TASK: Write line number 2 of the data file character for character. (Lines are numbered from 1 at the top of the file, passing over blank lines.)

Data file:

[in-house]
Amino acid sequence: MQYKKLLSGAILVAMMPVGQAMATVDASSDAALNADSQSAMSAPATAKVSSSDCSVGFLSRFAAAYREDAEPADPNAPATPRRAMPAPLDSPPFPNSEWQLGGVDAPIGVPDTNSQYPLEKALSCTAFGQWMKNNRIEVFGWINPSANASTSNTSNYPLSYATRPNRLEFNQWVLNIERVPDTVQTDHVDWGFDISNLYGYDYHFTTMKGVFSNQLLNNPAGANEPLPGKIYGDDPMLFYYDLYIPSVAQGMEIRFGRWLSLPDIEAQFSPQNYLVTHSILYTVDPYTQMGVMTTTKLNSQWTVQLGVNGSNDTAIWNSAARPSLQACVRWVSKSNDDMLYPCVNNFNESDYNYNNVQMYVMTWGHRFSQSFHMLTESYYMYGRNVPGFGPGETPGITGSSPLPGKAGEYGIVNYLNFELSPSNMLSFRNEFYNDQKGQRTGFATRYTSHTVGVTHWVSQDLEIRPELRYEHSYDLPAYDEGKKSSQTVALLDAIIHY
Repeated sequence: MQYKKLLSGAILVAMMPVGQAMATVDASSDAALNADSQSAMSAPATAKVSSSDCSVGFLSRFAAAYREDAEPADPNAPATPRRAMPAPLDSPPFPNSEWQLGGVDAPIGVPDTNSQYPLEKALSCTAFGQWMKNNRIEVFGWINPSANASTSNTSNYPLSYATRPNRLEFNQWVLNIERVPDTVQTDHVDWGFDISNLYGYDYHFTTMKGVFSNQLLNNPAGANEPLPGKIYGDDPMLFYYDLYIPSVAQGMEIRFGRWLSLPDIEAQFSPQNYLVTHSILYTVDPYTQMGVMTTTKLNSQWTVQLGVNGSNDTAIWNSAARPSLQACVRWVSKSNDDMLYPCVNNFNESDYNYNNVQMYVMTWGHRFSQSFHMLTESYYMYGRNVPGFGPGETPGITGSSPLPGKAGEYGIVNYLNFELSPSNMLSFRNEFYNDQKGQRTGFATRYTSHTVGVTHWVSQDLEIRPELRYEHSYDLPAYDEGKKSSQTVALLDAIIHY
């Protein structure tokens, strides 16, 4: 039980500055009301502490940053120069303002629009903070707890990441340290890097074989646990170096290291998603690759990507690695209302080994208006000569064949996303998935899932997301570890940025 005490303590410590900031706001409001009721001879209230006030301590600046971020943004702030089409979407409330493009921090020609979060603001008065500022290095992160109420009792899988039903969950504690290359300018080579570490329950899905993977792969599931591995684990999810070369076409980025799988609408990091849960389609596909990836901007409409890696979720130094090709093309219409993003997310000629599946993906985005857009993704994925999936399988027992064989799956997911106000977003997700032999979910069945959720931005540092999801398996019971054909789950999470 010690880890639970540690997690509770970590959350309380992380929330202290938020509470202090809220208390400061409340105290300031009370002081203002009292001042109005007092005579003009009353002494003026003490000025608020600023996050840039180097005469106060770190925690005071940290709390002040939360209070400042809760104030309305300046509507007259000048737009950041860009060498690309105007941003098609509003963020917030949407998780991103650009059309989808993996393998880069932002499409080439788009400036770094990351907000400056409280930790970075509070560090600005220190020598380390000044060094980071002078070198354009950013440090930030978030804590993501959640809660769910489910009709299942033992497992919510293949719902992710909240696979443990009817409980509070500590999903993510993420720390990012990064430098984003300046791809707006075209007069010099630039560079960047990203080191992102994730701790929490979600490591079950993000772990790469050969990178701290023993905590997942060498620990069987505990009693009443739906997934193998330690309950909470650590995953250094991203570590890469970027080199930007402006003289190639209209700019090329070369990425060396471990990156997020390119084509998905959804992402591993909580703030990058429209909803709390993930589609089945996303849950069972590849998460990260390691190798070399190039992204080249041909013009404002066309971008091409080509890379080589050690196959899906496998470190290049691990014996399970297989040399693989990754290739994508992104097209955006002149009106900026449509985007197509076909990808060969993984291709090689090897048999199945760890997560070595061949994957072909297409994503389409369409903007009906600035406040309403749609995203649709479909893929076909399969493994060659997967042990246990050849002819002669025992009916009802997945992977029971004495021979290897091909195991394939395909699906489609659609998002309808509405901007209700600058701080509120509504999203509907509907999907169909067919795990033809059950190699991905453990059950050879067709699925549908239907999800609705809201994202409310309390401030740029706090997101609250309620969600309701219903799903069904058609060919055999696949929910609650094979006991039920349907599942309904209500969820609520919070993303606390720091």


Amino acid sequence: MQYKKLLSGAILVAMMPVGQAMATVDASSDAALNADSQSAMSAPATAKVSSSDCSVGFLSRFAAAYREDAEPADPNAPATPRRAMPAPLDSPPFPNSEWQLGGVDAPIGVPDTNSQYPLEKALSCTAFGQWMKNNRIEVFGWINPSANASTSNTSNYPLSYATRPNRLEFNQWVLNIERVPDTVQTDHVDWGFDISNLYGYDYHFTTMKGVFSNQLLNNPAGANEPLPGKIYGDDPMLFYYDLYIPSVAQGMEIRFGRWLSLPDIEAQFSPQNYLVTHSILYTVDPYTQMGVMTTTKLNSQWTVQLGVNGSNDTAIWNSAARPSLQACVRWVSKSNDDMLYPCVNNFNESDYNYNNVQMYVMTWGHRFSQSFHMLTESYYMYGRNVPGFGPGETPGITGSSPLPGKAGEYGIVNYLNFELSPSNMLSFRNEFYNDQKGQRTGFATRYTSHTVGVTHWVSQDLEIRPELRYEHSYDLPAYDEGKKSSQTVALLDAIIHY